Discovered: The User Manual for the Oldest Surviving Computer in the World

Image by Clemens Pfeif­fer via Wiki­me­dia Com­mons

The first com­put­er I ever sat before, the 1983 Apple IIe, had a man­u­al the size of a text­book, which includ­ed a primer on pro­gram­ming lan­guages and a chap­ter enti­tled “Get­ting Down to Busi­ness and Plea­sure.” By “plea­sure,” Apple most­ly meant “elec­tron­ic work­sheets,” “word proces­sors,” and “data­base man­age­ment.” (They hadn’t ful­ly estab­lished them­selves as the fun one yet.) Get­ting these pro­grams run­ning took real effort and patience, espe­cial­ly com­pared to the Mac­Book Air on which I’m typ­ing now.

All those old tedious process­es are auto­mat­ed, and no more do we need manuals—we’ve got the inter­net, which also hap­pens to be the only way I could oper­ate an Apple IIe, whether that means track­ing down a man­u­al on eBay or find­ing a scanned copy some­where online. Luck­i­ly, for vin­tage Apple enthu­si­asts, this isn’t dif­fi­cult, and some­one with rudi­men­ta­ry knowl­edge of Apple DOS could mud­dle through with­out one.

When we go fur­ther back into com­put­er his­to­ry, we find machines that became incom­pre­hen­si­ble over time with­out their oper­at­ing instruc­tions. Such was the case with the Zuse Z4, “con­sid­ered the old­est pre­served dig­i­tal com­put­er in the world,” notes Vice. “The Z4 is one of those machines that takes up a whole room, runs on mag­net­ic tapes, and needs mul­ti­ple peo­ple to oper­ate. Today it sits in the Deutsches Muse­um in Munich, unused. Until now, his­to­ri­ans and cura­tors only had a lim­it­ed knowl­edge of its secrets because the man­u­al was lost long ago.”

The computer’s inven­tor, Kon­rad Zuse, first began build­ing it for the Nazis in 1942, then refused its use in the VI and V2 rock­et pro­gram. Instead, he fled to a small town in Bavaria and stowed the com­put­er in a barn until the end of the war. It wouldn’t see oper­a­tion until 1950. The Z4 proved to be “a very reli­able and impres­sive com­put­er for its time,” Sarah Felice writes. “With its large instruc­tion set it was able to cal­cu­late com­pli­cat­ed sci­en­tif­ic pro­grams and was able to work dur­ing the night with­out super­vi­sion, which was unheard of for this time.”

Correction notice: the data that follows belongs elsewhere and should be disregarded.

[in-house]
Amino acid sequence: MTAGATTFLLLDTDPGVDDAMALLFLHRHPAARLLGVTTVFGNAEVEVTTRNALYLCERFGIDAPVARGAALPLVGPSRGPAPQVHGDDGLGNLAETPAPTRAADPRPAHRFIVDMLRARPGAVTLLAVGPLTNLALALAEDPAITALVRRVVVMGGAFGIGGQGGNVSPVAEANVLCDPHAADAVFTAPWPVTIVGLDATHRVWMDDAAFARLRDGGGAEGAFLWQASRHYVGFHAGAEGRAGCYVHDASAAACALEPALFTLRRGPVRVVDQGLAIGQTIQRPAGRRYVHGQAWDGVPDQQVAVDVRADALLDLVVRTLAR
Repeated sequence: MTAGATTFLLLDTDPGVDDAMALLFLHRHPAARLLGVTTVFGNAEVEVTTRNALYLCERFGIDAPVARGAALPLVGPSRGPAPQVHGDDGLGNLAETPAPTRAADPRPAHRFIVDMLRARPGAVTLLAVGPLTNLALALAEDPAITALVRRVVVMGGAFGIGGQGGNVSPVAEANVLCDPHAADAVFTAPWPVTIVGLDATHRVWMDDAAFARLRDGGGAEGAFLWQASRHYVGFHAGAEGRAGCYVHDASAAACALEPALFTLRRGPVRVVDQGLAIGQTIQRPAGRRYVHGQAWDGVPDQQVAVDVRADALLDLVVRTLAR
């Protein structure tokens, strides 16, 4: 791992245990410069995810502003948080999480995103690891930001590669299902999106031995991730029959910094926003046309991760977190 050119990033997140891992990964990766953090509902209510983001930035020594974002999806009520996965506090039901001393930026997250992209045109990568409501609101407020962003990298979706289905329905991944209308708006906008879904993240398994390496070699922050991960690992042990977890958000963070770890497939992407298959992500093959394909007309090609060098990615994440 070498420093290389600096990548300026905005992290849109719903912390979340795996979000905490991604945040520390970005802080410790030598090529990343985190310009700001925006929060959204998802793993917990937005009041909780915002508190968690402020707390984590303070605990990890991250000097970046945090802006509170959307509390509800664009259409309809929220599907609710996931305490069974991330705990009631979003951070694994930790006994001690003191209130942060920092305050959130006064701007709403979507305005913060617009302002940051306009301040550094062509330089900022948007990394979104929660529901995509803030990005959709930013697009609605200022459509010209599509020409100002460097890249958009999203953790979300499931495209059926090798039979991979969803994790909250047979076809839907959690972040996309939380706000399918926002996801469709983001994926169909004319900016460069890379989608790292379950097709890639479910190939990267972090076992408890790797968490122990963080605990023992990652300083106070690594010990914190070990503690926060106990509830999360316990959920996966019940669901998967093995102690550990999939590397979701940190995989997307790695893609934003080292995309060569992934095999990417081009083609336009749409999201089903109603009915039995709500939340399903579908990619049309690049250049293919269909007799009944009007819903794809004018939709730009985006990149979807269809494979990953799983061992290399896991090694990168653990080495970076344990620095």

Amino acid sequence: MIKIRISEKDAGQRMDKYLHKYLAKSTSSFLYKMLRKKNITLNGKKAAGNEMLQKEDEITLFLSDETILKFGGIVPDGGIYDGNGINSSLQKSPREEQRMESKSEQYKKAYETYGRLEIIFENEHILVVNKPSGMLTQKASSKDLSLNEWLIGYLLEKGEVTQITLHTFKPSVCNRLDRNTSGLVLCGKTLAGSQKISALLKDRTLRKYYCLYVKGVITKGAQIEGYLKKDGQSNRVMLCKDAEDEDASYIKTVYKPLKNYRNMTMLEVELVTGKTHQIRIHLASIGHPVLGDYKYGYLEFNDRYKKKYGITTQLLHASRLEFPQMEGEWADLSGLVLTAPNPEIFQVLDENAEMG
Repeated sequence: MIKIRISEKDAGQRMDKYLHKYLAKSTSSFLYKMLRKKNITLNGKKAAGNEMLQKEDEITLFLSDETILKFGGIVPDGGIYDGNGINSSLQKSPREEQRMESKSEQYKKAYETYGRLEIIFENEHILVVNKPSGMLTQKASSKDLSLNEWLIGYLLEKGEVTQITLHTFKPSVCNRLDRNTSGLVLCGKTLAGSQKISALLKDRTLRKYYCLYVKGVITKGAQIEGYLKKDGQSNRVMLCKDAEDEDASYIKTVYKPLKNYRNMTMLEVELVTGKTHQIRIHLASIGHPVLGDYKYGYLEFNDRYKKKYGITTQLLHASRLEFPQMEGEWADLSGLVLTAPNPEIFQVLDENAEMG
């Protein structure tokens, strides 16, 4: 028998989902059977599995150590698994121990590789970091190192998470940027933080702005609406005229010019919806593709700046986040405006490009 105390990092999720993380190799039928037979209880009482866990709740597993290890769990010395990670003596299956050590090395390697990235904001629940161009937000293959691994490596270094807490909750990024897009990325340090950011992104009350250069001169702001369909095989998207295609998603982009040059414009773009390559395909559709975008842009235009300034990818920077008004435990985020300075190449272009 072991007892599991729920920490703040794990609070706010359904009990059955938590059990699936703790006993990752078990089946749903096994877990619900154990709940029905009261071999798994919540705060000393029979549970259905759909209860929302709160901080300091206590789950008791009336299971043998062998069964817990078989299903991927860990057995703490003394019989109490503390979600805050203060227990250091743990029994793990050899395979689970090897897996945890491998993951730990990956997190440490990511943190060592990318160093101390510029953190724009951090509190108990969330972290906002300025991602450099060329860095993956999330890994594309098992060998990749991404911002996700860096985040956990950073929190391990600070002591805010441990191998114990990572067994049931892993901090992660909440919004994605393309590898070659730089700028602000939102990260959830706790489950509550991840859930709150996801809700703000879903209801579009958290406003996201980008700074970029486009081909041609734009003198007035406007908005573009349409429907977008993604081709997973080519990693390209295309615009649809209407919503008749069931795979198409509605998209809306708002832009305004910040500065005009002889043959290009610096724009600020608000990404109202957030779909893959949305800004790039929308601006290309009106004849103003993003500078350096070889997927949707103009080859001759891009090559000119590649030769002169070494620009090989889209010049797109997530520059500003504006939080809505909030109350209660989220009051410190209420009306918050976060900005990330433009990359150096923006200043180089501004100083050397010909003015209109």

These qual­i­ties made the Zuse Z4 par­tic­u­lar­ly use­ful to the Insti­tute of Applied Math­e­mat­ics at the Swiss Fed­er­al Insti­tute of Tech­nol­o­gy (ETH), where the com­put­er per­formed advanced cal­cu­la­tions for Swiss engi­neers in the ear­ly 50s. “Around 100 jobs were car­ried out with the Z4 between 1950 and 1955,” writes Her­bert Brud­er­er, retired ETH lec­tur­er. “These includ­ed cal­cu­la­tions on the tra­jec­to­ry of rock­ets… on air­craft wings…” and “on flut­ter vibra­tions,” an oper­a­tion requir­ing “800 hours machine time.”

René Boesch, one of the air­plane researchers work­ing on the Z4 in the 50s kept a copy of the man­u­al among his papers, and it was there that his daugh­ter, Eve­lyn Boesch, also an ETH researcher, dis­cov­ered it. (View it online here.) Brud­er­er tells the full sto­ry of the computer’s devel­op­ment, oper­a­tion, and the redis­cov­ery of its only known copy of oper­at­ing instruc­tions here.

Relat­ed Con­tent:

Hear the First Record­ing of Com­put­er Gen­er­at­ed Music: Researchers Restore Music Pro­grammed on Alan Turing’s Com­put­er (1951)

Meet Grace Hop­per, the Pio­neer­ing Com­put­er Sci­en­tist Who Helped Invent COBOL and Build the His­toric Mark I Com­put­er (1906–1992)

The First Piz­za Ordered by Com­put­er, 1974

Josh Jones is a writer and musi­cian based in Durham, NC. Fol­low him at @jdmagness

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